Emory University ranked fifth nationwide in a “Campus Score” to measure the “urbanism, greenness and on-campus living” of 103 research-intensive universities in the US. Emory ranked first for the most greenspace of the campuses surveyed. The study cited by Times Higher Education and conducted by Amir Hajrasouliha, assistant professor in city and regional planning at California Polytechnic State University-San Luis Obispo, found a positive relationship between the physical environment and first-year student retention rates.
The research examined ten qualities, including the proportion of pervious open space, density of tree canopies, proportion of surface parking areas, proportion of students living on campus, campus compactness, diversity of land uses, and the centrality of the campus to its county. The research found that universities with the highest campus scores tended to have a higher proportion of students who stayed at the University after their first year and a higher proportion of students who graduated within six years. Professor Hajrasouliha said that the research shows that physical campus characteristics “matter more than universities realize.” He continues, “The most common strategies to improve retention and graduation rates are financial- and academic-related strategies, such as revising the financial aid strategy, reregulating student selectivity policy, investing in academic and advisory services, and revising curriculums and programs. But sometimes we forget that a valuable asset for student success can be the physical campus itself and its surroundings.”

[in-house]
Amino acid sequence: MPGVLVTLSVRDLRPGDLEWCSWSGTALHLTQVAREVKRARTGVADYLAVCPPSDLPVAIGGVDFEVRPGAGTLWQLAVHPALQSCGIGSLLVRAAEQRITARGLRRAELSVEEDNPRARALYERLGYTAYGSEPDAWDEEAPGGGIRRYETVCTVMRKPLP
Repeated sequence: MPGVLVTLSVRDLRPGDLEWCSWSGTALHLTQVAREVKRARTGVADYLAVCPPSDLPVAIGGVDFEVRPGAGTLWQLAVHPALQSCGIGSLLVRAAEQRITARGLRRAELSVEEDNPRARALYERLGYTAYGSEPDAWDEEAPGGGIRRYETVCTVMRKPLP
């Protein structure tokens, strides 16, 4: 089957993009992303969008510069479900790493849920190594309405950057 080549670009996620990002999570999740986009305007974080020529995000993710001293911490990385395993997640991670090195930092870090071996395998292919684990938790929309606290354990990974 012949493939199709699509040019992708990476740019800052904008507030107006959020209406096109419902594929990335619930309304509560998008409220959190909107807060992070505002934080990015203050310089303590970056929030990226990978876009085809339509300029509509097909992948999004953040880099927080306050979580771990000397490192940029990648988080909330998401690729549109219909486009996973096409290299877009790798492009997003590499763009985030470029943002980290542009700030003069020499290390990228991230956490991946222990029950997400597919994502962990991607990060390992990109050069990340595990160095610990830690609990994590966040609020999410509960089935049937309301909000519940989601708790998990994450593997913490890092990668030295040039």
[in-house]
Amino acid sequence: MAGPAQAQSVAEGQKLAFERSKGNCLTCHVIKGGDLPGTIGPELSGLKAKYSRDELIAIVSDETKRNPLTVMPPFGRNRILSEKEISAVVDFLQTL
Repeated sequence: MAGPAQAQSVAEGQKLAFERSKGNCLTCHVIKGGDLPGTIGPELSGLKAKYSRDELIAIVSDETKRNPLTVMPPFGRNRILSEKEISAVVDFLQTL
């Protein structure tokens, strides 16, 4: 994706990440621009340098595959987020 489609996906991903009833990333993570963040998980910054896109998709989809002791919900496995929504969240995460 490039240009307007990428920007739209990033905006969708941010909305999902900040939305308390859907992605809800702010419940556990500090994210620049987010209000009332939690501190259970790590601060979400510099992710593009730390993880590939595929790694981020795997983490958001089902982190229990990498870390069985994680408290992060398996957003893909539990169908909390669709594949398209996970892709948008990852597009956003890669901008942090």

“This research validates Emory’s commitment to preserving our green spaces which impact student satisfaction and enhance mental, spiritual, intellectual and physical well-being,” says Ciannat Howett, director of Sustainability for Emory University and Emory Healthcare. “Natural spaces, like Lullwater Preserve, Baker Woodlands, and other pockets of greenspace throughout campus are critical assets for protection and care by the University and create a sense of belonging and community that support students staying and succeeding at Emory.”
As part of Emory’s 2025 Sustainability Vision, the University has committed to goals of enhancing greenspace even more by shifting from a No Net Loss policy for forest canopy to Net Positive forest canopy policy, enhancing pedestrian shade by planting 200 new trees by Emory’s 200th anniversary, and exploring opportunities to enhance Emory’s original vision of a campus in a forest, among others.
by Elayne Elliott, Intern
Office of Sustainability Initiatives
May 4, 2017